She looked particularly at the types of childhood trauma defendants had suffered, conditions caused by or related to the trauma, how evidence of the trauma or conditions was presented to courts, and the courts’ responses. From the 266 cases she identified 20 types of trauma, which she grouped as either family, developmental, or external trauma. On average, each defendant in the 266 cases had suffered five different types.
By Margo Kirchner
A federal appeals court last week vacated a $10 million award to employees of Pewaukee’s Waterstone Mortgage Corporation for wage and hour violations because the claimants arbitrated as a group.
The Seventh Circuit Court of Appeals, citing the U.S. Supreme Court decision in another Wisconsin-based case involving Epic Systems, of Verona, held that a Waterstone employee’s employment agreement limiting arbitration to a single claimant does not violate the National Labor Relations Act’s protections.
Pamela Herrington sued Waterstone in U.S. District Court in Madison, asserting that the company failed to pay her minimum wages and overtime as required by the Fair Labor Standards Act (FLSA). Under FLSA, claims may be brought as collective actions, meaning that other employees may opt in to the lawsuit. Herrington filed her case as a collective action and 174 other Waterstone employees eventually joined her case.
Herrington’s employment agreement, however, contained an arbitration clause covering employment disputes. The clause said Herrington’s arbitration could not be joined with or include any claims by others against Waterstone.
U.S. District Judge Barbara B. Crabb agreed with Herrington’s argument that any waiver of the right to join the claims of others was invalid under the National Labor Relations Act (NLRA), which protects the right to engage in “concerted activities for the purpose of collective bargaining or other mutual aid or protection.”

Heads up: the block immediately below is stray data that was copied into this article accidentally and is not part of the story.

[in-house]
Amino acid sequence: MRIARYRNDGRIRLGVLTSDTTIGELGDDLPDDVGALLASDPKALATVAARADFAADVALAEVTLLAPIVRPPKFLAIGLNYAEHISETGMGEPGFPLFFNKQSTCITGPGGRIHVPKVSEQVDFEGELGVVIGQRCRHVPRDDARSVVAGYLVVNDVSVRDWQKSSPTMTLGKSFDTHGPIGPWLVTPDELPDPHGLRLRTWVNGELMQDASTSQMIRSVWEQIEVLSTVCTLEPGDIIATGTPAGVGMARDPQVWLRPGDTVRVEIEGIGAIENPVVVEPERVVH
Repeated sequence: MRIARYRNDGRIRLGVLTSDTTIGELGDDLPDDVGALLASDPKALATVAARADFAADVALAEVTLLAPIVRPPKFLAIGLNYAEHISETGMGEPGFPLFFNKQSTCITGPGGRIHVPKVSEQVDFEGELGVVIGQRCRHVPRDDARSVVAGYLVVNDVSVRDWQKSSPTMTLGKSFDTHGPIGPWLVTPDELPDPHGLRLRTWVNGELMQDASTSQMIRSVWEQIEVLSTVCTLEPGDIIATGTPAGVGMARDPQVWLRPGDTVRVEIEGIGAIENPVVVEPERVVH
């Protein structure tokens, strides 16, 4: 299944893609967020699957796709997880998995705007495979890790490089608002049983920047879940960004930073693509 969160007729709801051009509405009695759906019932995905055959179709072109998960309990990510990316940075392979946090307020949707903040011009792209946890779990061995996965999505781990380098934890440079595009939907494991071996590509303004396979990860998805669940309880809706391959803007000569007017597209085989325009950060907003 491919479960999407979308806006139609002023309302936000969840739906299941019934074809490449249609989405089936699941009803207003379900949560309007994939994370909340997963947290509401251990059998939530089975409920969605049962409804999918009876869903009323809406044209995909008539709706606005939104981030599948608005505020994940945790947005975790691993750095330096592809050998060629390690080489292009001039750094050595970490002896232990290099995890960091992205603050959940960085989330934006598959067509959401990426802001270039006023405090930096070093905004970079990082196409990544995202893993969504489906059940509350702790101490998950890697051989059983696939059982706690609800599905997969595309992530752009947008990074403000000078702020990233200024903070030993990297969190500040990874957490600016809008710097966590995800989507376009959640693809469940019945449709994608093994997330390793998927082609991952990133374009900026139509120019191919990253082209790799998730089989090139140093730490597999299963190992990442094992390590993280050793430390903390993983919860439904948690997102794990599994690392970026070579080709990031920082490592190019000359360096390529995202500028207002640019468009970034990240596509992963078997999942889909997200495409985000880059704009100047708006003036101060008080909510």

Crabb’s decision aligned with applicable law at the time. The National Labor Relations Board had determined that the right to engage in concerted activities for mutual aid or protection included the right to pursue collective or class claims. The Seventh Circuit later reached the same conclusion in a case involving Epic Systems.
As a result, Crabb struck the portion of the arbitration clause that waived collective or class action. She then sent the case to arbitration with instructions that Herrington be allowed to join other employees in her arbitration proceedings. The arbitrator allowed other employees to opt in and, after further proceedings, awarded the claimants over $10 million in damages and fees.
Crabb then enforced the award through a court judgment, and Waterstone appealed to the Seventh Circuit.